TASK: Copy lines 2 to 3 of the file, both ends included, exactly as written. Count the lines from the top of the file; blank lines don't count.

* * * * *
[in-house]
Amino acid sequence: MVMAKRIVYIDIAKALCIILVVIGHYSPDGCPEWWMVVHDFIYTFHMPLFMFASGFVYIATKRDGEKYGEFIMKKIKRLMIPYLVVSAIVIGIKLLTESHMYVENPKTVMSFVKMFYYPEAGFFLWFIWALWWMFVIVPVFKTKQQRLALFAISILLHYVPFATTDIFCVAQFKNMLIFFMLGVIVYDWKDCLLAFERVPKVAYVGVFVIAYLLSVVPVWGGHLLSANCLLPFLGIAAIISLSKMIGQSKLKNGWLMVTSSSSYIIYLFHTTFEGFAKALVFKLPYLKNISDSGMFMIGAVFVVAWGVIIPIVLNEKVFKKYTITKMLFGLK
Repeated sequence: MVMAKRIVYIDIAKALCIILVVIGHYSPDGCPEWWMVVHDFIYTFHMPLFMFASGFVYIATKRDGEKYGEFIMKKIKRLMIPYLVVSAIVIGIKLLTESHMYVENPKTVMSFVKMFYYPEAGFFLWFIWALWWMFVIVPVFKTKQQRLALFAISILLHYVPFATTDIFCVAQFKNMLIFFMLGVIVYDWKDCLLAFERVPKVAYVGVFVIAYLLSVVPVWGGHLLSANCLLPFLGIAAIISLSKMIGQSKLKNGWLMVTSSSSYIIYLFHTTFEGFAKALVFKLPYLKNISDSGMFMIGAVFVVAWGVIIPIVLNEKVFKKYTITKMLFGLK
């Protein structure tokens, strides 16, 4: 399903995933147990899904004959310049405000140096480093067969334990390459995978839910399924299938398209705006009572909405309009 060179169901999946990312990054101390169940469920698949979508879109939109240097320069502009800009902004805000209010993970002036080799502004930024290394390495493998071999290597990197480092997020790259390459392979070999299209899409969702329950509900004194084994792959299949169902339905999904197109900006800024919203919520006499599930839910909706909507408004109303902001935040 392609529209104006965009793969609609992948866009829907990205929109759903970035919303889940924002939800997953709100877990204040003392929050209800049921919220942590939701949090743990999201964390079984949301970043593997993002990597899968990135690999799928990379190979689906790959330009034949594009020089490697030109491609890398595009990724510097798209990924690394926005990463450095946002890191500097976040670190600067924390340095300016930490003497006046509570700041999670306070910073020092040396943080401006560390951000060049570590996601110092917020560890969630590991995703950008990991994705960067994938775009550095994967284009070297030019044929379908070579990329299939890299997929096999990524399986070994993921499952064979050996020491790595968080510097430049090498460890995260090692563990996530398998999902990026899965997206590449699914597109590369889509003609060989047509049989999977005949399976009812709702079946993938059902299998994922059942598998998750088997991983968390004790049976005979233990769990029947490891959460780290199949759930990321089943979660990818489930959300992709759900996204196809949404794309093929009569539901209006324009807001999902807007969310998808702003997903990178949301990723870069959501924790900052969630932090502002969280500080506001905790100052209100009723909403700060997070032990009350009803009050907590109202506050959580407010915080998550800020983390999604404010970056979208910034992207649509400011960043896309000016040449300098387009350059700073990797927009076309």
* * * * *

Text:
Amino acid sequence: MVMAKRIVYIDIAKALCIILVVIGHYSPDGCPEWWMVVHDFIYTFHMPLFMFASGFVYIATKRDGEKYGEFIMKKIKRLMIPYLVVSAIVIGIKLLTESHMYVENPKTVMSFVKMFYYPEAGFFLWFIWALWWMFVIVPVFKTKQQRLALFAISILLHYVPFATTDIFCVAQFKNMLIFFMLGVIVYDWKDCLLAFERVPKVAYVGVFVIAYLLSVVPVWGGHLLSANCLLPFLGIAAIISLSKMIGQSKLKNGWLMVTSSSSYIIYLFHTTFEGFAKALVFKLPYLKNISDSGMFMIGAVFVVAWGVIIPIVLNEKVFKKYTITKMLFGLK
Repeated sequence: MVMAKRIVYIDIAKALCIILVVIGHYSPDGCPEWWMVVHDFIYTFHMPLFMFASGFVYIATKRDGEKYGEFIMKKIKRLMIPYLVVSAIVIGIKLLTESHMYVENPKTVMSFVKMFYYPEAGFFLWFIWALWWMFVIVPVFKTKQQRLALFAISILLHYVPFATTDIFCVAQFKNMLIFFMLGVIVYDWKDCLLAFERVPKVAYVGVFVIAYLLSVVPVWGGHLLSANCLLPFLGIAAIISLSKMIGQSKLKNGWLMVTSSSSYIIYLFHTTFEGFAKALVFKLPYLKNISDSGMFMIGAVFVVAWGVIIPIVLNEKVFKKYTITKMLFGLK